Oct 28 2021

LIN Seminar: Dr. Angeles Salles & Dr. Erica Jung (UIC)

October 28, 2021

4:00 PM - 5:00 PM

phots of two women next to their names and the titles of their talks.


4289 SELE


Chicago, IL 60607

Please join us for a joint seminar with UIC faculty members Angeles Salles and Erica Jung on October 28, 2021 at 4pm.


Angeles Salles will present "Bats, Brains, and Behavior"

Abstract: Bats integrate acoustic information to track and capture insects in flight. At the same time, bats must contend with auditory stimuli emitted by neighboring conspecifics that produce their own echolocation and social communication sounds. Furthermore, bats need to distinguish these relevant sounds from background noise generated by echoes returning from vegetation (clutter). Bats thus operate in a ‘cocktail party’-like environment in which they must negotiate between multiple competing acoustic inputs. My work focuses on understanding the neural underpinnings that enable the bat to sort these competing stimuli to make rapid auditory-guided decisions in complex environments. Though much has been learned about how bats process acoustic information, most studies have focused on echolocation calls so there is still much to learn about how they process communicative sounds. Furthermore, vocal learning has only been studied in a handful of bat species. My future research program will combine neurophysiology and molecular tools in echolocating bats to investigate auditory processing of social sounds and vocal learning.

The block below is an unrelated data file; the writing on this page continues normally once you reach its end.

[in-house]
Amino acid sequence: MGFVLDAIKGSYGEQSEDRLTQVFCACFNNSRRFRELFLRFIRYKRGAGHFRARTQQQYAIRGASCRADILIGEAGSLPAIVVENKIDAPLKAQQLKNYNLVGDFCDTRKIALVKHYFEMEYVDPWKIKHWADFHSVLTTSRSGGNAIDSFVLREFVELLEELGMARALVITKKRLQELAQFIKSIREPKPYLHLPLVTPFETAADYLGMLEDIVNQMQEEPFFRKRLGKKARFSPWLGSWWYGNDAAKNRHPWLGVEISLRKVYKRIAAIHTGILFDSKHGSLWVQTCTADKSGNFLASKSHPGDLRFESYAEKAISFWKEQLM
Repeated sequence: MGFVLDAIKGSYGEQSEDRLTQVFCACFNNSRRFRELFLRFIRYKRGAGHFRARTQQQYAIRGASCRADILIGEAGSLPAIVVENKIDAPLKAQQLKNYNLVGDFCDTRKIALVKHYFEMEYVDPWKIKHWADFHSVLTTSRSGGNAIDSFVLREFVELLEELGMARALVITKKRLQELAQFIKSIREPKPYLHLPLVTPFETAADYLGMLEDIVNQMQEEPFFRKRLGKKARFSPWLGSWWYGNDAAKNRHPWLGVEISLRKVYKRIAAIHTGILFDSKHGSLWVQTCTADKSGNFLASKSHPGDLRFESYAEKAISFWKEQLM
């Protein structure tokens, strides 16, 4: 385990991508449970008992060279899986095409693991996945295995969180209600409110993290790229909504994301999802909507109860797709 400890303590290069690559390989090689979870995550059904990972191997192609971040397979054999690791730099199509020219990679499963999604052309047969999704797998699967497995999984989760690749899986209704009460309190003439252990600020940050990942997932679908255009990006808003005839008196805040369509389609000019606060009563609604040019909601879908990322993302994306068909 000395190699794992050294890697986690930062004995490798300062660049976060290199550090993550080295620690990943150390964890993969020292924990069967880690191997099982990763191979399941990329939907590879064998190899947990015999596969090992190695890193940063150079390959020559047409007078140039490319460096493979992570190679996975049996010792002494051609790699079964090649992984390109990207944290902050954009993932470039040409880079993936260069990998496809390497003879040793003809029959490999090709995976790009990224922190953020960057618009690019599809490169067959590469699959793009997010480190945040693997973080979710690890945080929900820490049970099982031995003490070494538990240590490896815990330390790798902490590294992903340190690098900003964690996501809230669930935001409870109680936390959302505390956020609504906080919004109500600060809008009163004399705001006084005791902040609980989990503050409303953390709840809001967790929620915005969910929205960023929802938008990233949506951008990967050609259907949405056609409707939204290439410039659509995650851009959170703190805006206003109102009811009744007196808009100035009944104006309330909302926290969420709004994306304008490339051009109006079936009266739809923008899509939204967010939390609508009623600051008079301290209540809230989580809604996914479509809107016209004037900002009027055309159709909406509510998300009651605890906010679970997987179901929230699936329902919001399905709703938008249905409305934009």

Erica Jung will present "Optical monitoring of neural activity in zebrafish larvae and optical zebrafish brain-computer interface"

Abstract: Zebrafish larvae are a well-studied animal model used in neuroscience research due to their unique properties, including an optically transparent brain and body, reduced neural circuitry and small size, and a rapidly developing and maturing central nervous system. In this talk, Dr. Jung will introduce her research using zebrafish larvae as an animal model to optically monitor neural activity and to develop brain-machine interface. For the optical monitoring of neural activity, a novel genetically encoded voltage sensor has been developed and utilized in zebrafish larvae that allows optical observation of neural activity at a single cell resolution. The monitored neural activity will be linked to computer and external devices to build all optical brain-machine interface. This seminar will conclude with future research directions of Jung’s lab at UIC.


Emily Beaufort

Date posted

Sep 13, 2021

Date updated

Oct 22, 2021